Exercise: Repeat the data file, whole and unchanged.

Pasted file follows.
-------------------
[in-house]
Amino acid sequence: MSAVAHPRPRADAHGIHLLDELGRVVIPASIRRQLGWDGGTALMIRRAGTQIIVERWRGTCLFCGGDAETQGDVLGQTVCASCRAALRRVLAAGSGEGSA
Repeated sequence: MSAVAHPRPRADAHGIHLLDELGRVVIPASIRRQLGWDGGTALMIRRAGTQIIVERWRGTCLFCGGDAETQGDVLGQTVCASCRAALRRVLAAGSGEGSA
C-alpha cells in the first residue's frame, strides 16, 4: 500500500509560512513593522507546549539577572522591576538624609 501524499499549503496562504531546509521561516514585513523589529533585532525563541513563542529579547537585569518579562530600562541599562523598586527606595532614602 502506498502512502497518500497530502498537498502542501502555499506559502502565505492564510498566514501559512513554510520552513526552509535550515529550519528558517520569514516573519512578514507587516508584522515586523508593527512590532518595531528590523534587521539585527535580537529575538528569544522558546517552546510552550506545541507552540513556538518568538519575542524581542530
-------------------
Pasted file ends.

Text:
[in-house]
Amino acid sequence: MSAVAHPRPRADAHGIHLLDELGRVVIPASIRRQLGWDGGTALMIRRAGTQIIVERWRGTCLFCGGDAETQGDVLGQTVCASCRAALRRVLAAGSGEGSA
Repeated sequence: MSAVAHPRPRADAHGIHLLDELGRVVIPASIRRQLGWDGGTALMIRRAGTQIIVERWRGTCLFCGGDAETQGDVLGQTVCASCRAALRRVLAAGSGEGSA
C-alpha cells in the first residue's frame, strides 16, 4: 500500500509560512513593522507546549539577572522591576538624609 501524499499549503496562504531546509521561516514585513523589529533585532525563541513563542529579547537585569518579562530600562541599562523598586527606595532614602 502506498502512502497518500497530502498537498502542501502555499506559502502565505492564510498566514501559512513554510520552513526552509535550515529550519528558517520569514516573519512578514507587516508584522515586523508593527512590532518595531528590523534587521539585527535580537529575538528569544522558546517552546510552550506545541507552540513556538518568538519575542524581542530